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April Fools’ Day Quiz – Star Trek Court Cases

In honor of April 1st, April Fools’ Day, and actor Leonard Nimoy who played Mr. Spock in Star Trek, we thought it would be fun to challenge our readers with quotes from cases which cited or referenced Star Trek.  Some of these quotes are from real cases and some from cases we concocted.  In fairness to our readers, the real cases are from published decisions including both Federal and administrative reporters.  We will provide you with the answers tomorrow, Thursday, April 2, 2015, including links to the reporters in our collections.

Question No. 1

The term “animate object” has not been judicially limited, as defendant contends, only to toy products which represent a living species of person or animal known on earth. If defendant were correct in its interpretation of “animate,” potential classifications would result in illogical distinctions. Assuming a stuffed toy of Captain Kirk of Star Trek fame was not classifiable as a doll, it would be odd to have such a toy included in a category for animate objects while a similar stuffed toy of a fictional creature from the imaginary planet Vulcan, such as Mr. Spock, would be excluded.

Real Case: YES/NO
Citation?

Question No. 2

The majority decision on this issue establishes a dangerous precedent. Under the majority opinion, employers can now be contractually bound to their employees for any type of statement allegedly made by them that is reported in newspapers. I do not believe the law of contracts, as developed in Anglo-American jurisprudence, permits an employment agreement to be formed based upon unsubstantiated statements printed in a newspaper. Prior to the decision in this case, our employment contract law had gone no farther than to find that “an employee handbook may form the basis of a unilateral contract if there is a definite promise therein by the employer not to discharge covered employees except for specified reasons … The decision in the instant case takes the formation of employment contracts in West Virginia outside the universe of Anglo- American law “to a place where no [reasonable person] has ever gone before.” Star Trek: Episode Introduction monologue.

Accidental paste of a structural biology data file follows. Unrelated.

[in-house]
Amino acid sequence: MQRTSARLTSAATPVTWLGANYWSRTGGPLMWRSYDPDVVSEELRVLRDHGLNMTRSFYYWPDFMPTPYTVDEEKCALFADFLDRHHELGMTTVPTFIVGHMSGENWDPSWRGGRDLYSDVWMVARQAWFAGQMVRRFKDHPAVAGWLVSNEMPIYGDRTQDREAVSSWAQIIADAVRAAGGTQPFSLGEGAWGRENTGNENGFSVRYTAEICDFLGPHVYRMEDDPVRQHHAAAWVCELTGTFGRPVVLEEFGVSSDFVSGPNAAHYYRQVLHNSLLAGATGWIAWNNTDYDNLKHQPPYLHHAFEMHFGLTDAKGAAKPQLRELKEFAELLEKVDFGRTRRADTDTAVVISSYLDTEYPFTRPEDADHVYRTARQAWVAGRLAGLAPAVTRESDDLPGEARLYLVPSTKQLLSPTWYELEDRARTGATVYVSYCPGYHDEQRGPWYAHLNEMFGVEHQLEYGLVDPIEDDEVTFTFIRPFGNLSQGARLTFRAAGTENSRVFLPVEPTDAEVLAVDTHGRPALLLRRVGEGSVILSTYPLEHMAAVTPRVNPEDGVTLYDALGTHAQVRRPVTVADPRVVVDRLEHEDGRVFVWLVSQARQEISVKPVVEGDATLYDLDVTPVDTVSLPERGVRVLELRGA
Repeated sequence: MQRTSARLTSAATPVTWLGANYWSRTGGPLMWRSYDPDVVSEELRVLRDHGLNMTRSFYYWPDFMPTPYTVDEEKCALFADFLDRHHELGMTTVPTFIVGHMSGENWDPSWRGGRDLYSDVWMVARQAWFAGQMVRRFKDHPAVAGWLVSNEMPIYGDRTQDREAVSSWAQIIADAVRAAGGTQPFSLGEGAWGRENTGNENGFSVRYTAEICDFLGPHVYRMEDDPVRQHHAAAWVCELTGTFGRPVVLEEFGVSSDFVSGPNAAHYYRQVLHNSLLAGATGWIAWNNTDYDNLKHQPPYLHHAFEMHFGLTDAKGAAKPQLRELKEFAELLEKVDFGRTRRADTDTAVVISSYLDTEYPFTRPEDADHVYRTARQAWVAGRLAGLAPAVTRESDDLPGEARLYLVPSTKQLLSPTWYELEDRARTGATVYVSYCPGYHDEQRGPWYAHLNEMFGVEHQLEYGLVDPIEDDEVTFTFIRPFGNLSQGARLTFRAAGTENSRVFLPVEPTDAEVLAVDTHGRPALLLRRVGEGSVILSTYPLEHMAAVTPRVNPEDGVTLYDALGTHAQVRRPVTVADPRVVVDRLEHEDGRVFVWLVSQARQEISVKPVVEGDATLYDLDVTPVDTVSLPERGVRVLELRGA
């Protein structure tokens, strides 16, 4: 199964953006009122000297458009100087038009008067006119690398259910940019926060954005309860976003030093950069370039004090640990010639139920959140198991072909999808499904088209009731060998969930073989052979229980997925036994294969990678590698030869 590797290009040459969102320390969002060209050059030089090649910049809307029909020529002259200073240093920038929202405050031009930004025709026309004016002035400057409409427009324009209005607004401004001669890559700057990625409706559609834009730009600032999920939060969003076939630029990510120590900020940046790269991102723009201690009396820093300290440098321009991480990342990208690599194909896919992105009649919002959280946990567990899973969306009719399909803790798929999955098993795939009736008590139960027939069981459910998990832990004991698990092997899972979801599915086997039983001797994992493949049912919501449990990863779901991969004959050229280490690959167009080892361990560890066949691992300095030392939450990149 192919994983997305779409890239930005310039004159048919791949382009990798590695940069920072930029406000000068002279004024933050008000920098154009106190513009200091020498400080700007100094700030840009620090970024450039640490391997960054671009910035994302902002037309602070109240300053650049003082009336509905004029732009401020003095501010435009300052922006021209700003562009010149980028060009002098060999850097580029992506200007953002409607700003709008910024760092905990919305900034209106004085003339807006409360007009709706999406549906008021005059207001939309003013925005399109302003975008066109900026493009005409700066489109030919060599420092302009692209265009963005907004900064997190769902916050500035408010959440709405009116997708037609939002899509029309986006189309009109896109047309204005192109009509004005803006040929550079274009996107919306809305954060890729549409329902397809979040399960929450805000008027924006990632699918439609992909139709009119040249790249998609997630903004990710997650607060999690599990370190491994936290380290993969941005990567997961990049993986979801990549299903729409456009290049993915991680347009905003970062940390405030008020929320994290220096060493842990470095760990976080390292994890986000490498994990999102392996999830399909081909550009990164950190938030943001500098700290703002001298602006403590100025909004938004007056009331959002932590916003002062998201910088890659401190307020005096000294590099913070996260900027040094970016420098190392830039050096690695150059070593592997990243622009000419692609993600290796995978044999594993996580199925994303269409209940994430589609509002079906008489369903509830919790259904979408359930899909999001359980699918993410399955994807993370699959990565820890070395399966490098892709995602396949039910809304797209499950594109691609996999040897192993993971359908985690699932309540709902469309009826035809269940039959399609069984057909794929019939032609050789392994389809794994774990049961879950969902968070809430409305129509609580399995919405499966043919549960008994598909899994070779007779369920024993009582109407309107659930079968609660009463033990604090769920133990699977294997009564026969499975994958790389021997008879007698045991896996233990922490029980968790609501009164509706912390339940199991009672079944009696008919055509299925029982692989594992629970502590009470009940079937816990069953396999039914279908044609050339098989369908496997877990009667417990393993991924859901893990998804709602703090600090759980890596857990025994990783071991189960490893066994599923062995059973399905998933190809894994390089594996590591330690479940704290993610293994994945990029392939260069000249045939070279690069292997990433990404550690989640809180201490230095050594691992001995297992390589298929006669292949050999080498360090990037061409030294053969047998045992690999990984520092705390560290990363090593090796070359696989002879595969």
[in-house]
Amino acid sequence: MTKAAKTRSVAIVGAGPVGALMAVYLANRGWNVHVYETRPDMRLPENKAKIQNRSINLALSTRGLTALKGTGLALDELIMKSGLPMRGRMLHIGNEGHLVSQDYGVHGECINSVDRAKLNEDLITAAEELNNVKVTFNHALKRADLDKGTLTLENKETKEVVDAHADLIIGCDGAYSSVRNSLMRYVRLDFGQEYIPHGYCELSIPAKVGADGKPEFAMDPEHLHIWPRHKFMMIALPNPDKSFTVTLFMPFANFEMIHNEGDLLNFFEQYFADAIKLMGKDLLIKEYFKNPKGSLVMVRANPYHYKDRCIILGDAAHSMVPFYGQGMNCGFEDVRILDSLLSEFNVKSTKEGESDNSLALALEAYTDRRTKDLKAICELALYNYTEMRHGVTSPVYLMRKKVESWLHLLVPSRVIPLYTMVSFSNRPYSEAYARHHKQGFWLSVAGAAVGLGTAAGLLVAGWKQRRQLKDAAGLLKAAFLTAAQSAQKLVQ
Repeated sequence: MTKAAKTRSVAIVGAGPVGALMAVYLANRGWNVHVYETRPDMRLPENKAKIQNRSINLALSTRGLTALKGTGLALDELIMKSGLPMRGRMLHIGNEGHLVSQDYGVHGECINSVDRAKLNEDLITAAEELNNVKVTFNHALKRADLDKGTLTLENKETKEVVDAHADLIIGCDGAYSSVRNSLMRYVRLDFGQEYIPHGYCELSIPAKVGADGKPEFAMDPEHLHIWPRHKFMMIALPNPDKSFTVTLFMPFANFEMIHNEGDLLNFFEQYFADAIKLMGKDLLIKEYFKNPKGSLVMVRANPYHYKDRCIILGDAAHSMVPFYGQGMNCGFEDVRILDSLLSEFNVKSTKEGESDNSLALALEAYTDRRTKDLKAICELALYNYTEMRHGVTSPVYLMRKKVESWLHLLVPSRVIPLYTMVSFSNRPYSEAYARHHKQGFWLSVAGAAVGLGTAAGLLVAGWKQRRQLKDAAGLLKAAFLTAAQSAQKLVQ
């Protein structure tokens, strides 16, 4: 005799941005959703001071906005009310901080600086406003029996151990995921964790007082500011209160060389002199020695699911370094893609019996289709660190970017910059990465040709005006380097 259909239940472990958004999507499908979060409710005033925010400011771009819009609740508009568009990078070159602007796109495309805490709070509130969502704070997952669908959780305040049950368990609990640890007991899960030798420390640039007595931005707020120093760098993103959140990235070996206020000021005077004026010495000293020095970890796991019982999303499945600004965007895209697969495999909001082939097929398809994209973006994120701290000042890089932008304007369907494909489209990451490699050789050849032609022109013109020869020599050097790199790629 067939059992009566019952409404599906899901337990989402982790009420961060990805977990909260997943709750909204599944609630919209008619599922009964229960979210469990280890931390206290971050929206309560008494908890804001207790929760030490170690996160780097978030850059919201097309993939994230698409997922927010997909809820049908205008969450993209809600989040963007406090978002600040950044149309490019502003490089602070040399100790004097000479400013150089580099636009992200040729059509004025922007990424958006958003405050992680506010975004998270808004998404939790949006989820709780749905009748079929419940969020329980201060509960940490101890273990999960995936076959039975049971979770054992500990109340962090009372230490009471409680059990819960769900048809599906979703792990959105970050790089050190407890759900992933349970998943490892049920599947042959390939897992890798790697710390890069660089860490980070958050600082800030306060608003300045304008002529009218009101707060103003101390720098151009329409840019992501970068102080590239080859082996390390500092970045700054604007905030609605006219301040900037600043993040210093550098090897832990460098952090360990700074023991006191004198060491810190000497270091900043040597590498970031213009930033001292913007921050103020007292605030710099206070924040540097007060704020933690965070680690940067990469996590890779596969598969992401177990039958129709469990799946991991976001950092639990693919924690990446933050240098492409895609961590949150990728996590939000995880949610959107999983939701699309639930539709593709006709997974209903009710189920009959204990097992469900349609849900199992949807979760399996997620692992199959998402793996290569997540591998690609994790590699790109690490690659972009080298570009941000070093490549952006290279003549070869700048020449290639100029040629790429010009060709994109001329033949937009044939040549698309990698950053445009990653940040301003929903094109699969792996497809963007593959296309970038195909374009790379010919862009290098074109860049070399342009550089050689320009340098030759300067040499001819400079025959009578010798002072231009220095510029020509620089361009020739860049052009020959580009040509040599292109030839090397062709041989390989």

Real Case: YES/NO
Citation?

Question No. 3

Plaintiffs have outmaneuvered the legal system. They’ve discovered the nexus of antiquated copyright laws, paralyzing social stigma, and unaffordable defense costs. And they exploit this anomaly by accusing individuals of illegally downloading … Then they offer to settle–for a sum calculated to be just below the cost of a bare-bones defense. For these individuals, resistance is futile; …  So now, copyright laws originally designed to compensate starving artists allow, starving attorneys in this electronic-media era to plunder the citizenry …  though Plaintiffs boldly probe the outskirts of law, the only enterprise they resemble is RICO. The federal agency eleven decks up is familiar with their prime directive and will gladly refit them for their next voyage.

Real Case: YES/NO
Citation?

Question No. 4

Several federal agencies indicated that water levels had become so low as to threaten the survival of certain endangered species, including the humpback chub. Biological assessment of the Project’s proposed operations by the Federal agencies determined that the operations threatened the species.  Plaintiffs’ contend that the Federal assessment is so draconian as to constitute a Prime Directive for the humpback chub and bar landowners from any water usage.

Real Case: YES/NO
Citation

Question No. 5

In a phone call the next morning, Lawson informed Dickey the meeting would take place on Wednesday, February 6, near Ophien, Illinois. He gave Dickey specific instructions to get to the meeting place. When Dickey arrived near the site, he was to call Lawson on a CB radio. Lawson said his handle would be Mr. Spock, “just like Star Trek.” Dickey’s was to be Captain Kirk, and the man with him was to be Dr. McCoy.

Real Case: YES/NO
Citation?

Question No. 6

Although the court declines plaintiffs’ invitation to speculate as to whether it is a worse injury for an individual salmon to be cut by sharp metal edges or die on dry land, … , the court will note that in this case the court is most concerned with the survival and recovery of the species, and not the comfort of any individual salmon moving its way up the ladder. Put another way, “logic clearly dictates that the needs of the many outweigh the needs of the … one.” Star Trek II; The Wrath of Khan (Paramount Pictures 1982).